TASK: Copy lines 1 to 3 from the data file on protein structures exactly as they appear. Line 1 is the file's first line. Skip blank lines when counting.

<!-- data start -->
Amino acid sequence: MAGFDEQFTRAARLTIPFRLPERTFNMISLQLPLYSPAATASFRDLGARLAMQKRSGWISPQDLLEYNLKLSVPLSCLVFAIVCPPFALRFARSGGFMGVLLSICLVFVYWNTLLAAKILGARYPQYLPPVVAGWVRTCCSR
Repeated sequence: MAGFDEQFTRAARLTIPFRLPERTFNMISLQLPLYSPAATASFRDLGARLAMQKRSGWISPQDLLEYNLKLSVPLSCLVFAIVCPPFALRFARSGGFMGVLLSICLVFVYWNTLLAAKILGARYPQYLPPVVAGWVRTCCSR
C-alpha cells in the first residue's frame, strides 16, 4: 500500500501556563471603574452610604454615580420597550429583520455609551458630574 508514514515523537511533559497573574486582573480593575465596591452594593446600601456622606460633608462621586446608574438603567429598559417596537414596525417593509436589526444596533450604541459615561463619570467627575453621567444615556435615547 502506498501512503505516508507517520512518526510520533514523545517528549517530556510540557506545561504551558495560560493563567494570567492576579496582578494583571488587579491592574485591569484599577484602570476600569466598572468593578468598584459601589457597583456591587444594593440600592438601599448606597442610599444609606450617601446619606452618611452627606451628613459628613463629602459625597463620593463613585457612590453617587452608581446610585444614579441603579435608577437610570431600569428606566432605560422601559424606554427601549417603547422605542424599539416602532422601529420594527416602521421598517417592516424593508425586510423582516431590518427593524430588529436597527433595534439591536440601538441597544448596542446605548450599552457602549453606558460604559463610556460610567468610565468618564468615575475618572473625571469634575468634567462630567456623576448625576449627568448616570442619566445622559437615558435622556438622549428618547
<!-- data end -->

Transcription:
Amino acid sequence: MAGFDEQFTRAARLTIPFRLPERTFNMISLQLPLYSPAATASFRDLGARLAMQKRSGWISPQDLLEYNLKLSVPLSCLVFAIVCPPFALRFARSGGFMGVLLSICLVFVYWNTLLAAKILGARYPQYLPPVVAGWVRTCCSR
Repeated sequence: MAGFDEQFTRAARLTIPFRLPERTFNMISLQLPLYSPAATASFRDLGARLAMQKRSGWISPQDLLEYNLKLSVPLSCLVFAIVCPPFALRFARSGGFMGVLLSICLVFVYWNTLLAAKILGARYPQYLPPVVAGWVRTCCSR
C-alpha cells in the first residue's frame, strides 16, 4: 500500500501556563471603574452610604454615580420597550429583520455609551458630574 508514514515523537511533559497573574486582573480593575465596591452594593446600601456622606460633608462621586446608574438603567429598559417596537414596525417593509436589526444596533450604541459615561463619570467627575453621567444615556435615547 502506498501512503505516508507517520512518526510520533514523545517528549517530556510540557506545561504551558495560560493563567494570567492576579496582578494583571488587579491592574485591569484599577484602570476600569466598572468593578468598584459601589457597583456591587444594593440600592438601599448606597442610599444609606450617601446619606452618611452627606451628613459628613463629602459625597463620593463613585457612590453617587452608581446610585444614579441603579435608577437610570431600569428606566432605560422601559424606554427601549417603547422605542424599539416602532422601529420594527416602521421598517417592516424593508425586510423582516431590518427593524430588529436597527433595534439591536440601538441597544448596542446605548450599552457602549453606558460604559463610556460610567468610565468618564468615575475618572473625571469634575468634567462630567456623576448625576449627568448616570442619566445622559437615558435622556438622549428618547